There has been a growing trend of luxury home designs that incorporate architectural glazing and timber. this may be a timber interior design, external timber cladding or fitting architectural glazing into the timber.
When designing a home that has architectural glazing into timber, there are a few key design considerations that must be considered early in the project, as well as factors such as installation and maintenance once the project is complete.
IQ have worked on several projects where architectural glazing into timber has been used, meaning that our sales, design and contracts team are all experienced in working on these types of projects.
Read on to find out about some of the key considerations when using architectural glazing into timber.
Considerations for Architectural Glazing into Timber
During the sales stage, when looking at what architectural glazing systems are right for your project it is important to consider what sort of structural opening they need to be fitted into.
Firstly, timber tends to warp over time and change along with different weather in each season. Depending on the deflection, this could possibly damage some glazing solutions.
Along with weathering, moisture may get into the timber and can cause it to weaken or even begin to rot. This should be a consideration when using timber in any high-end home design, not just when fixing architectural glazing into it.
In terms of the type of timber, we would always recommend using hardwood timber over softwood, and using dried timber is also beneficial as this reduces the warping.
For upstands, timber is not in IQ’s approved materials, so even with a timber build home, this would have to be concrete.
Timber Warps Due to Seasonal Changes
Many of our systems are designed to allow for up to around 5mm of deflection but anything over this due to the surrounding timber warping can seals on glazing systems and for systems such as our slim framed sliding doors, this can damage elements such as sliding and locking mechanisms.
One way to overcome this when specifying architectural glazing into timber is to clad the timber in aluminium or steel and fix the glazing to this.
Depending on the material and thickness, this cladding can be designed to prevent issues of the timber changing size, helping to prevent deflection of over 5mm.
As timber can change due to heat and moisture in the air, timber upstands are not within our approved upstand construction types.
The problem being is it is not stable enough over its life, there will be seasonal changes in its size with swelling and contraction.
How Moisture Can Affect Architectural Glazing into Timber
Over the course of timbers life, changes in weather can not only affect the shape and size of the timber but also its strength.
Moisture may creep into the wood, and the possibility of the structure degrading through rot or splitting from fixings increases.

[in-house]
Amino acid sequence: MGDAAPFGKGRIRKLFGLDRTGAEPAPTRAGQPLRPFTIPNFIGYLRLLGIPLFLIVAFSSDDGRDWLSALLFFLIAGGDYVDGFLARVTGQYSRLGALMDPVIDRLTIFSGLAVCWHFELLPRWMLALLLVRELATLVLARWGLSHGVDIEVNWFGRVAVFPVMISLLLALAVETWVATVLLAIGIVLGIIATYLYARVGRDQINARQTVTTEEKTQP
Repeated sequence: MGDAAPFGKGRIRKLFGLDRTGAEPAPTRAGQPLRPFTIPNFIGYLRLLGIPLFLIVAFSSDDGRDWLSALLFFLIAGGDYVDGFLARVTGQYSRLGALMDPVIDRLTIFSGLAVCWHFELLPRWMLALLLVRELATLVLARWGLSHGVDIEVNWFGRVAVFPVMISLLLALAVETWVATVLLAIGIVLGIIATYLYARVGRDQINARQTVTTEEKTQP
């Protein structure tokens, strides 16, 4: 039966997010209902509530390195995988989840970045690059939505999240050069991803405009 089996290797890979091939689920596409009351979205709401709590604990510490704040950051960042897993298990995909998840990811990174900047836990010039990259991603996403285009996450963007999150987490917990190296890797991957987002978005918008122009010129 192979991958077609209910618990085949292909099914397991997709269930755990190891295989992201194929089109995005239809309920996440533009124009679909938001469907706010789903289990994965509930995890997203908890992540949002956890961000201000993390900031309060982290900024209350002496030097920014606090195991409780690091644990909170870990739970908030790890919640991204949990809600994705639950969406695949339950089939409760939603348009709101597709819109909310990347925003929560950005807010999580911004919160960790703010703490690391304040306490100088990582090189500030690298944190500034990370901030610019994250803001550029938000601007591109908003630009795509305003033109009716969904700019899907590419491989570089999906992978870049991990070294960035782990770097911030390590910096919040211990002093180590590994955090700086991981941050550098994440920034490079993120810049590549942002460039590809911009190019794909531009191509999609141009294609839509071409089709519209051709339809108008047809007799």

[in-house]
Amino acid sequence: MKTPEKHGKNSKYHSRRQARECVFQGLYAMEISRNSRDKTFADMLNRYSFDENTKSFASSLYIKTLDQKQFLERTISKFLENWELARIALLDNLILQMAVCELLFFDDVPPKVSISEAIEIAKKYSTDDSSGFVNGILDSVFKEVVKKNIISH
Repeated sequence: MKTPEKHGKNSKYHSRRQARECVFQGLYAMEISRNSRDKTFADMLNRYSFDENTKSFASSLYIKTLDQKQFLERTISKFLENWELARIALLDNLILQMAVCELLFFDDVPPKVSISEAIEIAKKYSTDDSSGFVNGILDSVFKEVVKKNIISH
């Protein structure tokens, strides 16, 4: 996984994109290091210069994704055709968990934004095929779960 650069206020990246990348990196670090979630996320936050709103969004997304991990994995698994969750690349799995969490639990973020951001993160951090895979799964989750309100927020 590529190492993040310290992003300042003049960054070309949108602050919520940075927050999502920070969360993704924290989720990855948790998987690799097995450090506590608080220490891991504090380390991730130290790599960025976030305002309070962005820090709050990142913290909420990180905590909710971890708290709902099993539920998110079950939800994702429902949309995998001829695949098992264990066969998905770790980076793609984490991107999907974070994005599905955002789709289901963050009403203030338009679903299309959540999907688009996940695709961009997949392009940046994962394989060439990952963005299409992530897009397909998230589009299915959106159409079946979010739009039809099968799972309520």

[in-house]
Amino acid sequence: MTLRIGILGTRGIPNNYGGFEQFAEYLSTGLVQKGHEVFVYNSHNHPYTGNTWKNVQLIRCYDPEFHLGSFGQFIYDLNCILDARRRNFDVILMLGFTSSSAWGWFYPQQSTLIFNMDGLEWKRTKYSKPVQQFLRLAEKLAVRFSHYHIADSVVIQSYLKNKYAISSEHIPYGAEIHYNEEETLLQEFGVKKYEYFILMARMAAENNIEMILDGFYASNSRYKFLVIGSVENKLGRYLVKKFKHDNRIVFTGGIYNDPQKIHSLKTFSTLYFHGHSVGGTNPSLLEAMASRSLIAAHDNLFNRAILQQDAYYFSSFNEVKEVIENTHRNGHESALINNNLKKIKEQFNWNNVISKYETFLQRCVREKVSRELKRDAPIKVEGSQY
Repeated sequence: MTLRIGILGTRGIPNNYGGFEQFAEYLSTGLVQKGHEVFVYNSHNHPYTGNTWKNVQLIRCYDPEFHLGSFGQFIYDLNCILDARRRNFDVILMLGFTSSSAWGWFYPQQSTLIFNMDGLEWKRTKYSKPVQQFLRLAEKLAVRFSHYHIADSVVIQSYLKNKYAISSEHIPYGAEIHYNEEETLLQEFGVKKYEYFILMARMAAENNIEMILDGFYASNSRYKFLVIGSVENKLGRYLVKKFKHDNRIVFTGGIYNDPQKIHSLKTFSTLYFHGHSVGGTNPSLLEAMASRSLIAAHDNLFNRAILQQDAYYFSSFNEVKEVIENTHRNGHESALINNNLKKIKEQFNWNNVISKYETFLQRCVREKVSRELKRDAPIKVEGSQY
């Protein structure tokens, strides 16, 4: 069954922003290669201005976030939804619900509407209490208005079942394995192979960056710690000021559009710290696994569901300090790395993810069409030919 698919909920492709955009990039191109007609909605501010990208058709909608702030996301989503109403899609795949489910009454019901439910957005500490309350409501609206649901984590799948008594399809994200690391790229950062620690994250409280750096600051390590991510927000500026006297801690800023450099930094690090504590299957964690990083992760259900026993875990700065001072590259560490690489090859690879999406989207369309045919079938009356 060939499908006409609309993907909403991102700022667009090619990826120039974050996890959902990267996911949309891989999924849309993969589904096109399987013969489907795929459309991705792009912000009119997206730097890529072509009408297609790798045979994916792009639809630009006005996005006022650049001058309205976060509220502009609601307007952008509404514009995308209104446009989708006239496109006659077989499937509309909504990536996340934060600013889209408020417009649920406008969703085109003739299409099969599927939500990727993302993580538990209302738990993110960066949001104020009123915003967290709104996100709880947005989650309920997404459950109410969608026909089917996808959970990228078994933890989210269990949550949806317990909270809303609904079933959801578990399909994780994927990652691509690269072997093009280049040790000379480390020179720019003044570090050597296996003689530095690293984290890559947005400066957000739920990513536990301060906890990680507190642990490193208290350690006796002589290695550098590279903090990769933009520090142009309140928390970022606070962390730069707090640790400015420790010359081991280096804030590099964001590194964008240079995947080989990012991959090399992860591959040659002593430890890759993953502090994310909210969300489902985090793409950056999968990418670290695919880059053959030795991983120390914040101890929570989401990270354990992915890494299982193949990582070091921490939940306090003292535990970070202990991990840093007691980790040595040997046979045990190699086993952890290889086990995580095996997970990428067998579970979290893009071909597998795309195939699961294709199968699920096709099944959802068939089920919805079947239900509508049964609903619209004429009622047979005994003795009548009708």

Again here, specifying some type of cladding around exposed timber elements that are integral to the building structure can help to reduce risk, and also specifying the right type of timber can make a significant difference.
Types of Timber
When designing a luxury home that incorporates architectural glazing into timber, the type of timber should be carefully considered.
IQ would always recommend using hardwood timber rather than softwood timber.
The trees from which hardwood is obtained tend to be slower growing, meaning the wood is usually denser.
This tends to provide a sturdier building material that is less prone to warping and damage from moisture.
Another way could be to do this in by using dried timber. One of IQ’s commercial projects at Chicheley Hall used kiln-dried oak beams to support the large structural glass roof.
By utilising wood that had been dried in a specialist kiln, this allows the specialist method to be durable and suitable for a bespoke design that has architectural glazing into timber.
Installation of Architectural Glazing into Timber
This is a key consideration not during the design stage, but when actually installing the architectural glazing into timber.
If wood does get wet during construction, find a strategy to dry it out, ensuring the wood can breathe. Builders or glazing installers should not put any types of waterproofing barrier straight onto it, as this can trap the moisture.
If this happens the timber stricture will be significantly more likely to suffer damage from the moisture including rotting over time.
This needs to be considered by both the builders on the project and the glazing installation team so prevent any issues.
For the fixings, IQ do utilise a range of all purpose screws and fixings, although in some cases woodscrews may be used. This is only a consideration for your glazier and their installation team.
Timber cladding and Architectural Glazing
Timber cladding is fast becoming a top choice when it comes to the exterior of high-end residential projects. This could be in the form of charred black timber, red timber cladding, and much more.
Due to the flexible nature of timber cladding, its sustainability and its biophilic design, IQ have worked on a number of project with timber cladding.
Timber cladding can be brought over the fixings of our Invisio thermally broken structural glazing system or over the head and base frame of our minimal windows sliding glass door.